On the Role of Lightning NOx in the Formation of Tropospheric Ozone Plumes: A Global Model Perspective
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- Hauglustaine, D., Emmons, L., Newchurch, M. et al. Journal of Atmospheric Chemistry (2001) 38: 277. doi:10.1023/A:1006452309388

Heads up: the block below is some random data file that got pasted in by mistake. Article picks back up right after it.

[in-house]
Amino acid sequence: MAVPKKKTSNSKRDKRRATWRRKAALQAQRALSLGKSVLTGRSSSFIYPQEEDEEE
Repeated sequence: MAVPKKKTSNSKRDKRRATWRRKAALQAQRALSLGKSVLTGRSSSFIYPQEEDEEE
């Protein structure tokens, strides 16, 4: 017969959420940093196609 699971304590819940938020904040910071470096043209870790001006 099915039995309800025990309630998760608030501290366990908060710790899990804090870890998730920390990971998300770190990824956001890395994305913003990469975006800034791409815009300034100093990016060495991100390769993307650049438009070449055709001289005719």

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A series of ozone transects measured each year from 1987 to 1990 over thewestern Pacific and eastern Indian oceans between mid-November andmid-Decembershows a prominent ozone maximum reaching 50–80 ppbv between 5 and 10 kmin the 20° S–40° S latitude band. This maximum contrasts with ozonemixing ratios lower than20 ppbv measured at the same altitudes in equatorial regions. Analyses witha globalchemical transport model suggest that these elevated ozone values are part ofa large-scale tropospheric ozone plume extending from Africa to the western Pacific acrosstheIndian ocean. These plumes occur several months after the peak in biomassburninginfluence and during a period of high lightning activity in the SouthernHemispheretropical belt. The composition and geographical extent of these plumes aresimilar to theozone layers previously encountered during the biomass burning season in thisregion.Our model results suggest that production of nitrogen oxides from lightningstrokes sustains the NOx (= NO+NO2) levels and the ozonephotochemical productionrequired in the upper troposphere to form these persistent elevated ozonelayers emanating from biomass burning regions.